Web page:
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Chapter_22_Tiffany_Silver - Here is an excerpt from a...

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Here is an excerpt from a January 2007 article published in the Wall Street Journal Asia : “IN THE LATE 1990S, Tiffany & Co.'s silver charm bracelet was a must-have fashion accessory. Teens jammed Tiffany's hushed stores clamoring for the $110 silver bauble. Sales skyrocketed, investors cheered. Tiffany's managers worried. […] "The large number of silver customers did represent a fundamental threat” […], says Tiffany CEO Michael Kowalski. So in a dramatic gamble, Tiffany decided to kill its golden goose.” 1
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Question 1: If making sales is a business purpose, why then Tiffany’s management worried? Question 2 : What do you think Tiffany’s management did to react to the situation described? Question 3: What do you think is Tiffany’s mission statement? Abstract (Summary) People inside the company debated the problem for months. "Some people would look at it one way and say, 'If every 16-year-old gets her silver jewelry from Tiffany, they'll eventually want their engagement ring from Tiffany 10 or 20 years later,'" says Mark Aaron, Tiffany's vice president of investor relations. But "what if some of those teenagers fill up their jewelry boxes with Tiffany silver, and as they get older, they perceive Tiffany as where they got their teenage jewelry?" At the Tiffany store in New Jersey's Mall at Short Hills, the main entrance still leads shoppers to counters housing its fine jewelry. But just aside, a private viewing room was added with a ready stock of chilled water and champagne. "We wanted to create an environment that was more intimate," says Elisabeth Ames, a Tiffany vice president. A side entrance was also added to lead "transactional" shoppers directly to the counters of Tiffany's silver jewelry. Other Tiffany stores have undergone similar renovations. Some high-end shoppers haven't yet been lured back into Tiffany stores. Barbara Graffeo has a jewelry box full of Tiffany pieces. But, she says, "I don't wear them anymore because everyone wears them now." The 46-year-old owner of a New York apparel company adds, "You used to aspire to be able to buy something at Tiffany, but now it's not that special anymore." » Jump to indexing (document details) Full Text (1837 words) (c) 2007 Dow Jones & Company, Inc. Reproduced with permission of copyright owner. Further reproduction or distribution is prohibited without permission. IN THE LATE 1990S, Tiffany & Co.'s silver charm bracelet was a must- have fashion accessory. Teens jammed Tiffany's hushed stores clamoring for the $110 silver bauble. Sales skyrocketed, investors cheered. 2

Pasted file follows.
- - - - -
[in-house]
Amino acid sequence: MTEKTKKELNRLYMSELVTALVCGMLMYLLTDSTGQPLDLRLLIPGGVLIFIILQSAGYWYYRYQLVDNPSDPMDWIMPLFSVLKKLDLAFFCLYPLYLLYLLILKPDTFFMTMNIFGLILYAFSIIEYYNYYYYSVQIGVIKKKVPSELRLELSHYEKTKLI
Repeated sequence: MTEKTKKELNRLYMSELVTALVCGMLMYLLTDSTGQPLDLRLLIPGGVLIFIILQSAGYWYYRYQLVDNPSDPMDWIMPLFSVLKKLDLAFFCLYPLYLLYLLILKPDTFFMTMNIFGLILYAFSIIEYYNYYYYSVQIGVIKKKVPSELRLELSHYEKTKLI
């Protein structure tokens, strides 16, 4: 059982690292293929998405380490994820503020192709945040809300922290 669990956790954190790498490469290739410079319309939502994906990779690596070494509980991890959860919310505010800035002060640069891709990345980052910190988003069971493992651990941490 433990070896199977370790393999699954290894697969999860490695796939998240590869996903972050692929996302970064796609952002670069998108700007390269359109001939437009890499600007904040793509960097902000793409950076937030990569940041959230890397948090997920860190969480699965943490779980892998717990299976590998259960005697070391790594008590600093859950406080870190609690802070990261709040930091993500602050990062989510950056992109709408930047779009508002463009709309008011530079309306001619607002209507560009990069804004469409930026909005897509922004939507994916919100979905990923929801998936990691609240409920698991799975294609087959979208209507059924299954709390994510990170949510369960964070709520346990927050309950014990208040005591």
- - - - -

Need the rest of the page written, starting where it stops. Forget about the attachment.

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Tiffany's managers worried. They knew the bracelet had become a fad, one that could alienate the jewelry firm's older, wealthier, and more conservative clientele. Worse, it could forever damage Tiffany's reputation for luxury. "The large number of silver customers did represent a fundamental threat -- not just to the business but to the core franchise of our brand," says Tiffany CEO Michael Kowalski.
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